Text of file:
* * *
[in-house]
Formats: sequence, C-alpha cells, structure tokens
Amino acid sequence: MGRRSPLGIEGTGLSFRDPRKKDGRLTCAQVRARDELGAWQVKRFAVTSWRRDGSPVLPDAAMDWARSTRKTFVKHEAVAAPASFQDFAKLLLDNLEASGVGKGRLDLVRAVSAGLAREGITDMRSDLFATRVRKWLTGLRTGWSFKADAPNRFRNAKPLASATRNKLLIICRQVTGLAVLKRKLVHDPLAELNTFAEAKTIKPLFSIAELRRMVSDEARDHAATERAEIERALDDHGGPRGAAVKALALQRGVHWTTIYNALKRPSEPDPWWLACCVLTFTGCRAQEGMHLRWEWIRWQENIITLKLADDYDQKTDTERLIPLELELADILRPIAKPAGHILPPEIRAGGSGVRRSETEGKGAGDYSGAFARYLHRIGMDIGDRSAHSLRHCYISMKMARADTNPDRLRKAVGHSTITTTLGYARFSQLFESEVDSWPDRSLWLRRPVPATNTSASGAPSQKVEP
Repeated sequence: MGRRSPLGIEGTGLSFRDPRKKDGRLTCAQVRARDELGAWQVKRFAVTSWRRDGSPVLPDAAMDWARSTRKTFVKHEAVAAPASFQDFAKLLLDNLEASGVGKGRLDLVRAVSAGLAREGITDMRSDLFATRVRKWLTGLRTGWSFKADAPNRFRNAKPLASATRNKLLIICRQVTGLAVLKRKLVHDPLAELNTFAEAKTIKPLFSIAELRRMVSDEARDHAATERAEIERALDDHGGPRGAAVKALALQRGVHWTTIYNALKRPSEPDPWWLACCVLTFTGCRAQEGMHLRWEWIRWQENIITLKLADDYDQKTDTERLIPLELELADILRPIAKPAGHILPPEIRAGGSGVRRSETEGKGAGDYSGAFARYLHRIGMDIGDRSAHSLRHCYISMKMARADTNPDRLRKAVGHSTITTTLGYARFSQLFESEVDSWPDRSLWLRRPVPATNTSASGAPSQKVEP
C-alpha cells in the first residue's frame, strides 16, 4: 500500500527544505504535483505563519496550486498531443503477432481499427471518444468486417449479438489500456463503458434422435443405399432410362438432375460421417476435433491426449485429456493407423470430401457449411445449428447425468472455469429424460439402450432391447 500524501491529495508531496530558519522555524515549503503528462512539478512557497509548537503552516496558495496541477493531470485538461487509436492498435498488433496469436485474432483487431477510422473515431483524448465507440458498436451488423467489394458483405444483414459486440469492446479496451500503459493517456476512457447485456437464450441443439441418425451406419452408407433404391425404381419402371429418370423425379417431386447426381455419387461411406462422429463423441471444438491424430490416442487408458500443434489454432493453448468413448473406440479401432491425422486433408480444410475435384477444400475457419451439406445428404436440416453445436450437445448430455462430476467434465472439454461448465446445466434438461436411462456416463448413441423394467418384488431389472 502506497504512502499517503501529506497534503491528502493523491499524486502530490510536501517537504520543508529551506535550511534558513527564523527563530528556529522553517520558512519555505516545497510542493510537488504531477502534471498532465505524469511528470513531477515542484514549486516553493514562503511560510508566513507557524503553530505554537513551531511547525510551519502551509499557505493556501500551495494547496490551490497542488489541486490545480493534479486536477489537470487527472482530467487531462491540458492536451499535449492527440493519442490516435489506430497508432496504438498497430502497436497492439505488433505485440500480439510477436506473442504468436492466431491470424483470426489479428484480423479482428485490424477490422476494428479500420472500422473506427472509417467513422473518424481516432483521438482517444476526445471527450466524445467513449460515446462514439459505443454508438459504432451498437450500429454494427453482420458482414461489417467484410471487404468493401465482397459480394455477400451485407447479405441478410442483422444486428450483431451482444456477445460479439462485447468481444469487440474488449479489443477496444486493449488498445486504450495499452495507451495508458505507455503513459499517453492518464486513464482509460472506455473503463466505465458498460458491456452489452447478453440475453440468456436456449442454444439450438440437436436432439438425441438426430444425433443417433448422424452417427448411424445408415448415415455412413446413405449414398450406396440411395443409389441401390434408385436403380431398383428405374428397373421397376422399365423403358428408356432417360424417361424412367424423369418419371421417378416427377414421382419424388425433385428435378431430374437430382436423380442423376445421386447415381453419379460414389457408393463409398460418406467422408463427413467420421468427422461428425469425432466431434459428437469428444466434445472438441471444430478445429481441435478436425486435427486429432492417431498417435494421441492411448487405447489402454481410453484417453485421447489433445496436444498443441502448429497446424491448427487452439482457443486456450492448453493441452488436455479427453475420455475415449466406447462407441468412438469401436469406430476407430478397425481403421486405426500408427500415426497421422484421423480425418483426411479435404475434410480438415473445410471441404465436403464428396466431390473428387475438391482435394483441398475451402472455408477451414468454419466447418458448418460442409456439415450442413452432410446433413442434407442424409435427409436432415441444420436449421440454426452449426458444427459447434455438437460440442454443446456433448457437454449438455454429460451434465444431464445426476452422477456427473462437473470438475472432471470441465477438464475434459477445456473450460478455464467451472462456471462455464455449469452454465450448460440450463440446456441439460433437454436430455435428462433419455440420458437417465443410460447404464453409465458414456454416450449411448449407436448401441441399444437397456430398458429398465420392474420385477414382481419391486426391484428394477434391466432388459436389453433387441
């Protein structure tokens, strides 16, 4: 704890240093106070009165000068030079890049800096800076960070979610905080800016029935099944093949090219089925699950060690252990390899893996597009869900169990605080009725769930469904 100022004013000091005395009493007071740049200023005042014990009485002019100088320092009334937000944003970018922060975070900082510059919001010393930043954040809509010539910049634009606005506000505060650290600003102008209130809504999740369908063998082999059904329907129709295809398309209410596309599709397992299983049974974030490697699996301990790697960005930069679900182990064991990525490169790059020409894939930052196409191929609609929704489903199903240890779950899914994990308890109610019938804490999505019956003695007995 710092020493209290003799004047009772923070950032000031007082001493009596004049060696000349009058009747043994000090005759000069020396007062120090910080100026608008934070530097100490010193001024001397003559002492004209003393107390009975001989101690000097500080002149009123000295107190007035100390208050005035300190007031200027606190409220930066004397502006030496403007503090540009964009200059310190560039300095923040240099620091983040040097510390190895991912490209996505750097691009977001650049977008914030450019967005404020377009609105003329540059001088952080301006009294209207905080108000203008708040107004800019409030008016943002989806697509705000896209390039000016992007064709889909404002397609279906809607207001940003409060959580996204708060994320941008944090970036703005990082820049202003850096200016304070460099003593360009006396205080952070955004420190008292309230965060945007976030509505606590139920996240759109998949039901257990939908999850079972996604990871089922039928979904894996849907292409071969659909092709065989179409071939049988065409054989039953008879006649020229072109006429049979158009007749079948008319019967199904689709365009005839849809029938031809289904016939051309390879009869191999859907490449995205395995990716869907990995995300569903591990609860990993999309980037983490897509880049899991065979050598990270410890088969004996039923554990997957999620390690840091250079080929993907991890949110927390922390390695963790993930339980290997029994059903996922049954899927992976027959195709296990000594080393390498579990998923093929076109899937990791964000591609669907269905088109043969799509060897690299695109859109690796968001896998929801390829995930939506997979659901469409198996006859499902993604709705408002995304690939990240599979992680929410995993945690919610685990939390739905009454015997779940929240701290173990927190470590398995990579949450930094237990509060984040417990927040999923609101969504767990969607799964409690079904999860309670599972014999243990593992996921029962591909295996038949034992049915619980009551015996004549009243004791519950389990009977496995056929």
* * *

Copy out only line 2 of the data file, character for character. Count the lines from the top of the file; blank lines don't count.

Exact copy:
Formats: sequence, C-alpha cells, structure tokens